Provide expert tele-consultations for facilities outside the network
Pathology laboratories are taking advantage of digital technology to provide their tele-consultations to hospitals outside their network. No longer reliant upon couriers to transport their cases, pathologists can provide their diagnostic expertise quickly and can collaborate with their colleagues anywhere in the world.
Not only does this service bring in revenue, these expert centers are also able to provide their consultation services to remote regions of the world with limited access to a pathologist. Technology has evolved to provide reporting templates and language translation functionality to ensure reports are delivered to the requesting pathologist in their native language.
With the growing shortage of pathologists world wide, tele-consultations are becoming an efficient delivery system for expert diagnostic services.
Our clients prefer an image management system allowing pathologists to broadly collaborate on cases in real time.
Whether between two pathologists, or a team, the ease of sharing a case and its images between colleagues is vital. From within DP3, a pathologist can reach out to virtually any other pathologist to share their case, secure in the knowledge the collaboration is fully secure and limited to the colleague in the discussion.
For external pathologists seeking insights from an expert, access to DP3 is granted after an administrative review. Upon approval, the remote pathologist can submit their case and its images via DP3 to the expert or consulting pathologist’s team. The local and remote pathologists can jointly view, annotate and share screen control of the images related to the case being discussed. The referring pathologists are also provided with a Dashboard containing the cases and images they’ve reviewed along with the collaboration results and Case Report.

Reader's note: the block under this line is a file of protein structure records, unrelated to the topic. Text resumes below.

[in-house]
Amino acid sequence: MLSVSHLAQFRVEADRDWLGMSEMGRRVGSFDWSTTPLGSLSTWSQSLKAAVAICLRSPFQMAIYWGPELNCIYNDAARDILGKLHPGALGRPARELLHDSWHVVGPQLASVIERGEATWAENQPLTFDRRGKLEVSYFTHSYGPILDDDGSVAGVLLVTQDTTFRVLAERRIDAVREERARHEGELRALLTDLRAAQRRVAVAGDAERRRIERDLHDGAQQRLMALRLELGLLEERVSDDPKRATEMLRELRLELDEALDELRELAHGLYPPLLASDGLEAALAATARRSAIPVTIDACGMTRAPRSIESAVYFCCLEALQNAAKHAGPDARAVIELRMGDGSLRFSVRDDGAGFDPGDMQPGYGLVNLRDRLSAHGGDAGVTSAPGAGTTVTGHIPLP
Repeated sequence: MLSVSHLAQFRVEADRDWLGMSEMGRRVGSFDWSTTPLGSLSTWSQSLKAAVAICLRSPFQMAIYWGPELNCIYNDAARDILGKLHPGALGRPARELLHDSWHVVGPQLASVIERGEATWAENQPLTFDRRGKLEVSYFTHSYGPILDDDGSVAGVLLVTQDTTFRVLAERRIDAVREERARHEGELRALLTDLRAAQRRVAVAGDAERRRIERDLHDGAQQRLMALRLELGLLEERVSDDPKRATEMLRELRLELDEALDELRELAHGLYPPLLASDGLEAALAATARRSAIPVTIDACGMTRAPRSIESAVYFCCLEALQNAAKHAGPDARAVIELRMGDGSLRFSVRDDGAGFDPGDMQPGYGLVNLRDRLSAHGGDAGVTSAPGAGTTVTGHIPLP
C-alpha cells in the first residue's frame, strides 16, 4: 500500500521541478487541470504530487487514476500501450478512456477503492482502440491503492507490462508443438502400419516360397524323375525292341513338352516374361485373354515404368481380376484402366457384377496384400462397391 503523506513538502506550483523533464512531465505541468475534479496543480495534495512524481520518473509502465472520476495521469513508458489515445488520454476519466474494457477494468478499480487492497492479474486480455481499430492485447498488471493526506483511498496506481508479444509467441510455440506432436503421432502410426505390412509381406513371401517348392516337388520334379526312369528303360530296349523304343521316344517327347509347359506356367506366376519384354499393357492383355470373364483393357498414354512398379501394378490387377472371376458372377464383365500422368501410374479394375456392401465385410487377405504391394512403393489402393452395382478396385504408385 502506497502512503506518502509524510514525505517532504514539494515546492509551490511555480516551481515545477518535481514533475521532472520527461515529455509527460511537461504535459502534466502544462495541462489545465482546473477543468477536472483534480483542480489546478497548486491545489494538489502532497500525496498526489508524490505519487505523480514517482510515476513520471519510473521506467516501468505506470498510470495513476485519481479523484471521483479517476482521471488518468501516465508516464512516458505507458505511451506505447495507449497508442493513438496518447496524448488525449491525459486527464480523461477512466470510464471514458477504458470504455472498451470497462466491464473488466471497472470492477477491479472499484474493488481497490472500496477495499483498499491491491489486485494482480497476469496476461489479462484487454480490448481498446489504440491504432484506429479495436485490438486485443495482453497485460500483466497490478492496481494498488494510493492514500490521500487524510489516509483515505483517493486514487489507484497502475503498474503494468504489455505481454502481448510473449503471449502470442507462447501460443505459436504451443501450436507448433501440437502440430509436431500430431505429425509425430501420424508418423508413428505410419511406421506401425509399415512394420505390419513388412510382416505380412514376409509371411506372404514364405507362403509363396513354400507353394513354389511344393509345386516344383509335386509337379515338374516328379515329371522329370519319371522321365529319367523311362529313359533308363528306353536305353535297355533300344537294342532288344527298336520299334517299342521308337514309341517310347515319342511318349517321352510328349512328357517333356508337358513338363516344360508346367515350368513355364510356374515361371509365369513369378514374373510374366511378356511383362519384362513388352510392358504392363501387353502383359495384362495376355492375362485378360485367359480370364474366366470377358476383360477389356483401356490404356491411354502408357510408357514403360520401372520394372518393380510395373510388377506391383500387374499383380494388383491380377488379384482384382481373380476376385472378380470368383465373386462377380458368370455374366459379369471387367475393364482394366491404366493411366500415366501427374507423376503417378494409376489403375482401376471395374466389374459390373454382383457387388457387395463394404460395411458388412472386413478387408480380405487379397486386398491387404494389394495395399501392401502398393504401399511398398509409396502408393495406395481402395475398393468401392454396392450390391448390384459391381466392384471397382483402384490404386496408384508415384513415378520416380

Pathologists consulting with colleagues build strong international and US relationships. Real-time, two-way consultations are now easy, fast and efficient. Users can easily upload their cases/images, and reports are generated in minutes.
With the ability to view and maintain images from any open WSI scanning system, pathologists can take full advantage of their digital pathology platform. They now support each other no matter their location for complex case discussions, frozen sections, tumor boards, QA and peer reviews.
Digital pathology offers improved access to subspecialists whether within a network of community practices or with an “expert” center located anywhere in the world. With pathologists accessing whole-slide-images from any open platform and offering workflows that facilitate their use, patients can rest assured that they have access to the best diagnostic expertise available.
Dahl, J. (2006). Pathologist Review: Quality, Assurance, Diagnosis, Treatment, and Patient Care. Patient Safety & Quality Healthcare e-newsletter.
Sarewitz, SJ. (2014) Subspecialization in Community Pathology Practice. Archives of Pathology & Laboratory Medicine. Vol 138, 871-872.
Weisburger, R. (2019) International Pathology Services: Going Digital Connects You to the Rest of the World. Whitepaper.